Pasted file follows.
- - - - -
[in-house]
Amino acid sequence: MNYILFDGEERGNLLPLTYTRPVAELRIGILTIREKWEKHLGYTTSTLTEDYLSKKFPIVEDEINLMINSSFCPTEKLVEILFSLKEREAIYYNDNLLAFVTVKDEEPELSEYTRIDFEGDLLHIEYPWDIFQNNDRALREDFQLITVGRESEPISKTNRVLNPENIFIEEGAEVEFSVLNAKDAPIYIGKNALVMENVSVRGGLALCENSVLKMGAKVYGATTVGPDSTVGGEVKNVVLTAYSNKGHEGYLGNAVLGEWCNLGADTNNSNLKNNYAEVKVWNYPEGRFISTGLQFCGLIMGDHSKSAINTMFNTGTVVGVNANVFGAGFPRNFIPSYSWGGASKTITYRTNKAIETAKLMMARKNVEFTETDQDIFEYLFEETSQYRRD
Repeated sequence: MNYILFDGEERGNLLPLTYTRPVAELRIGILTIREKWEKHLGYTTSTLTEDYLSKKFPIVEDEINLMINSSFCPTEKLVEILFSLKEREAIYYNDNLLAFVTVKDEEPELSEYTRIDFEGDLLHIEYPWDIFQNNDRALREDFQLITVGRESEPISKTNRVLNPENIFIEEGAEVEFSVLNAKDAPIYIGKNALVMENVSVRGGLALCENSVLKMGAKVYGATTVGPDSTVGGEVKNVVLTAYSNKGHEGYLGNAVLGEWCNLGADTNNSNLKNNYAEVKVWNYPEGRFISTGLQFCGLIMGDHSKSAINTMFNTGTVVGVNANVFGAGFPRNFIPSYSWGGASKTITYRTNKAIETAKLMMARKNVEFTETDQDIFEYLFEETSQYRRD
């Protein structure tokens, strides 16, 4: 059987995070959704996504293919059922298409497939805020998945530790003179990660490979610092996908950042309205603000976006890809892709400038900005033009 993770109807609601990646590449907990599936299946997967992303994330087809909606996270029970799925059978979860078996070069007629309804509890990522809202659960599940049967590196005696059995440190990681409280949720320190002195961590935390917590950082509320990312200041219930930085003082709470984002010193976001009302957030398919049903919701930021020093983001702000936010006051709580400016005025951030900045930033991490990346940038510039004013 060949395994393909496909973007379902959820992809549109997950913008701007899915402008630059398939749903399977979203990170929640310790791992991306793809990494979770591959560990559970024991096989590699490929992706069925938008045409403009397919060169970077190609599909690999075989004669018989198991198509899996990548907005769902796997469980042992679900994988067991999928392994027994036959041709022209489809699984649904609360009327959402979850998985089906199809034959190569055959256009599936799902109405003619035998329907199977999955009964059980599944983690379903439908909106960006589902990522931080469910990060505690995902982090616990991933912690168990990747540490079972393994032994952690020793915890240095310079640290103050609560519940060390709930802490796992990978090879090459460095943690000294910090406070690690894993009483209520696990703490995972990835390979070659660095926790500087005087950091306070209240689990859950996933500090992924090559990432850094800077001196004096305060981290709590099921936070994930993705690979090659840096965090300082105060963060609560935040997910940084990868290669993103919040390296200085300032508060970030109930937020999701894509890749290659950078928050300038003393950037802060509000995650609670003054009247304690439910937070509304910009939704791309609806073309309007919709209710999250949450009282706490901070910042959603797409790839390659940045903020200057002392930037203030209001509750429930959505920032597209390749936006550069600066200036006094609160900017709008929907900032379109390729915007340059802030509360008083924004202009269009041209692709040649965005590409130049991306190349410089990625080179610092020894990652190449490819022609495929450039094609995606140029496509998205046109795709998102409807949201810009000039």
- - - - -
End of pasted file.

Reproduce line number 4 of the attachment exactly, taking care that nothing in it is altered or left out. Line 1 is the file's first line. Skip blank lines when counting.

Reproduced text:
């Protein structure tokens, strides 16, 4: 059987995070959704996504293919059922298409497939805020998945530790003179990660490979610092996908950042309205603000976006890809892709400038900005033009 993770109807609601990646590449907990599936299946997967992303994330087809909606996270029970799925059978979860078996070069007629309804509890990522809202659960599940049967590196005696059995440190990681409280949720320190002195961590935390917590950082509320990312200041219930930085003082709470984002010193976001009302957030398919049903919701930021020093983001702000936010006051709580400016005025951030900045930033991490990346940038510039004013 060949395994393909496909973007379902959820992809549109997950913008701007899915402008630059398939749903399977979203990170929640310790791992991306793809990494979770591959560990559970024991096989590699490929992706069925938008045409403009397919060169970077190609599909690999075989004669018989198991198509899996990548907005769902796997469980042992679900994988067991999928392994027994036959041709022209489809699984649904609360009327959402979850998985089906199809034959190569055959256009599936799902109405003619035998329907199977999955009964059980599944983690379903439908909106960006589902990522931080469910990060505690995902982090616990991933912690168990990747540490079972393994032994952690020793915890240095310079640290103050609560519940060390709930802490796992990978090879090459460095943690000294910090406070690690894993009483209520696990703490995972990835390979070659660095926790500087005087950091306070209240689990859950996933500090992924090559990432850094800077001196004096305060981290709590099921936070994930993705690979090659840096965090300082105060963060609560935040997910940084990868290669993103919040390296200085300032508060970030109930937020999701894509890749290659950078928050300038003393950037802060509000995650609670003054009247304690439910937070509304910009939704791309609806073309309007919709209710999250949450009282706490901070910042959603797409790839390659940045903020200057002392930037203030209001509750429930959505920032597209390749936006550069600066200036006094609160900017709008929907900032379109390729915007340059802030509360008083924004202009269009041209692709040649965005590409130049991306190349410089990625080179610092020894990652190449490819022609495929450039094609995606140029496509998205046109795709998102409807949201810009000039």